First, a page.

Ms. Larysa says that under the conditions of pandemic, two Kyiv city maternity homes have split their responsibilities: the Maternity Home #5 now specializes in gynecological cases while the Maternity Home #3 admits women in labor and deals with childbirth issues solely. This medical institution is rather big in size: its staff amounts to two hundred medics including doctors and nurses within a single shift, so all of them must be protected. A few cases of infection have already been registered there: a woman with complications and confirmed Covid-19 contagion was admitted some time ago. She underwent an hours-long surgery during which doctors tried to improve her condition and help her cope with the complications while simultaneously trying to protect themselves against the infection. Today we have brought a bunch of respirators, goggles, protective shields and contactless body thermometers to these decent people.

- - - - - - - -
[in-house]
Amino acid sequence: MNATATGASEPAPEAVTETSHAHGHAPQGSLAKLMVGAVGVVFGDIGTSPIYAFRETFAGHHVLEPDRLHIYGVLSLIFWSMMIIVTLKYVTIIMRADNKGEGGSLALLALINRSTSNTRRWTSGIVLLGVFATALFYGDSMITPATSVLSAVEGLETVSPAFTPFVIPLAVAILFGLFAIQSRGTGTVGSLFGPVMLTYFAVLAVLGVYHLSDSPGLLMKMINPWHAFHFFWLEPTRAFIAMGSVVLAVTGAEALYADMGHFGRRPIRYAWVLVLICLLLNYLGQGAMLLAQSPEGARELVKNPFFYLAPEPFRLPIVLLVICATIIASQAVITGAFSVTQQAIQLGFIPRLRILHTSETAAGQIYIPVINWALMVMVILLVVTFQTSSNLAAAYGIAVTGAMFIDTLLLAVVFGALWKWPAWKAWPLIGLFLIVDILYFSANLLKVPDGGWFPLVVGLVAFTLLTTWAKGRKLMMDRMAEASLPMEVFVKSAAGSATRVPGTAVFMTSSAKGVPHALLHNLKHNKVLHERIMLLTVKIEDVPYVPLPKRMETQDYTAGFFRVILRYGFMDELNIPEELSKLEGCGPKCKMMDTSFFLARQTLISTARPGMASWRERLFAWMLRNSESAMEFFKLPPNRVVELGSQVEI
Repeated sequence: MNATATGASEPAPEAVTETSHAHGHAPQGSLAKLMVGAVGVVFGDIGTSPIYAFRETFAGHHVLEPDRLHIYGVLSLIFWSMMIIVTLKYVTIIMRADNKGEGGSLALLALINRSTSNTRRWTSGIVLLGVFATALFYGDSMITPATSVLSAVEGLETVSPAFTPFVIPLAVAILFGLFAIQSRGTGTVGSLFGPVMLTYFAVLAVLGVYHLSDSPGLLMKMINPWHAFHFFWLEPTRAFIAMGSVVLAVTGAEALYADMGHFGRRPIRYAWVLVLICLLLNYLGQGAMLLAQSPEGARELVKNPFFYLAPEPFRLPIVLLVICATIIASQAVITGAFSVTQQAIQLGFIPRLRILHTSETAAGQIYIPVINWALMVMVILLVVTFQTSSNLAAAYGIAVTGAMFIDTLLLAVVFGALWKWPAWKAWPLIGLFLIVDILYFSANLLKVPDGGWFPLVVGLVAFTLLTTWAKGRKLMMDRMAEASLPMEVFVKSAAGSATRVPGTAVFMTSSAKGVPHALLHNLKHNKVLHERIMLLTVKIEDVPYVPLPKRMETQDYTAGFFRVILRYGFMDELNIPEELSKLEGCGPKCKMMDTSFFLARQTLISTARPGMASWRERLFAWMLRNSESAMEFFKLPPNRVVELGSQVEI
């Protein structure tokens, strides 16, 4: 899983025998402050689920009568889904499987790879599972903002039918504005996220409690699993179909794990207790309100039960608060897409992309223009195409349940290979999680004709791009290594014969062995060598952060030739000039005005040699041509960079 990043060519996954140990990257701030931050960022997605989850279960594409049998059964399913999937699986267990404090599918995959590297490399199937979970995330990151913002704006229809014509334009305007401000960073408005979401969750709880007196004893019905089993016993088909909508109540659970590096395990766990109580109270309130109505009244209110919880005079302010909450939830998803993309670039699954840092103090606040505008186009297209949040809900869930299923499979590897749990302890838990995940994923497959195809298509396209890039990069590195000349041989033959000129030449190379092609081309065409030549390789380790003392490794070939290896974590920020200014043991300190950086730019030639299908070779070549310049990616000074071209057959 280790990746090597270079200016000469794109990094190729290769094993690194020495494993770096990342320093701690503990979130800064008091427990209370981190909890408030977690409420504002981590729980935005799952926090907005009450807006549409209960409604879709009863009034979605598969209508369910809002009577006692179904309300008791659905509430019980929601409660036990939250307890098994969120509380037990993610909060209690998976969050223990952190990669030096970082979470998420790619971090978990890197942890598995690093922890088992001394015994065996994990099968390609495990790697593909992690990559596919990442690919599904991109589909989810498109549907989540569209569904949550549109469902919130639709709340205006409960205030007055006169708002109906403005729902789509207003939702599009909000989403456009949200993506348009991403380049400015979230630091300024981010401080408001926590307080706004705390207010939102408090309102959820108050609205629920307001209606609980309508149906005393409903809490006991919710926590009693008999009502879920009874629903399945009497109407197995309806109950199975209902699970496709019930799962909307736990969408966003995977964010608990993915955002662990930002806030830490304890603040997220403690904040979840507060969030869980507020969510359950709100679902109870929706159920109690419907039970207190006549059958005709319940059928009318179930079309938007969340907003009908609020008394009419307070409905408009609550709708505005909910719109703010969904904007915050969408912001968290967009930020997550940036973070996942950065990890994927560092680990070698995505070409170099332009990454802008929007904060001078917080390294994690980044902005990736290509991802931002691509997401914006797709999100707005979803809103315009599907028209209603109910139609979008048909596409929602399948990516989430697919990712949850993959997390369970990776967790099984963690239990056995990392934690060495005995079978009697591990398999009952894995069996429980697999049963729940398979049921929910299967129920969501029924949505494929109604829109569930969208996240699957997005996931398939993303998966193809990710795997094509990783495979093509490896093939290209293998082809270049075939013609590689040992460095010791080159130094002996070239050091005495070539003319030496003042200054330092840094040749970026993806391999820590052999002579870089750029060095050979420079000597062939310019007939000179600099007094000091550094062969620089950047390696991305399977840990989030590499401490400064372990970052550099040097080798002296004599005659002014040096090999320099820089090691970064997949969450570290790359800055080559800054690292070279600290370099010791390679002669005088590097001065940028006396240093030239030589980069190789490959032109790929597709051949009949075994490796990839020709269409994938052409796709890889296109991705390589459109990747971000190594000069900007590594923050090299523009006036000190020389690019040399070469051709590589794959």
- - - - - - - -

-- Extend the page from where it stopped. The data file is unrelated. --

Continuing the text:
By the way, as regards the practical side as it is seen by professionals: they admit the things are not going too well. It is very hot inside the hospital wards, and wearing of a protective shield has its peculiarities: despite its indisputable usefulness, it fogs up with almost any breath which prevents medics from proper focusing on the surgical area. Still there are no other options anyway. A tiny drop of any bodily fluid which is always in plenty during a surgery, especially in case of a severe bleeding, and a medic gets a considerable portion of a virus agent. This is why it is exceptionally important to buy not merely PPE but the gear that enables doctors to work in comfort for many hours and does not distract them from saving patients’ lives. As you probably know from your own experience, wearing a respirator for many hours in a row feels highly uncomfortable and irritating. It is rather difficult to breathe which leads to slight dizziness and other unpleasant symptoms due to high levels of carbon dioxide in the air: it inevitably accumulates inside the respirator and then gets inhaled at every breath. The doctors who have to perform surgical procedures for hours or work in contaminated areas, are worthy of gold monuments, which is hardly an exaggeration.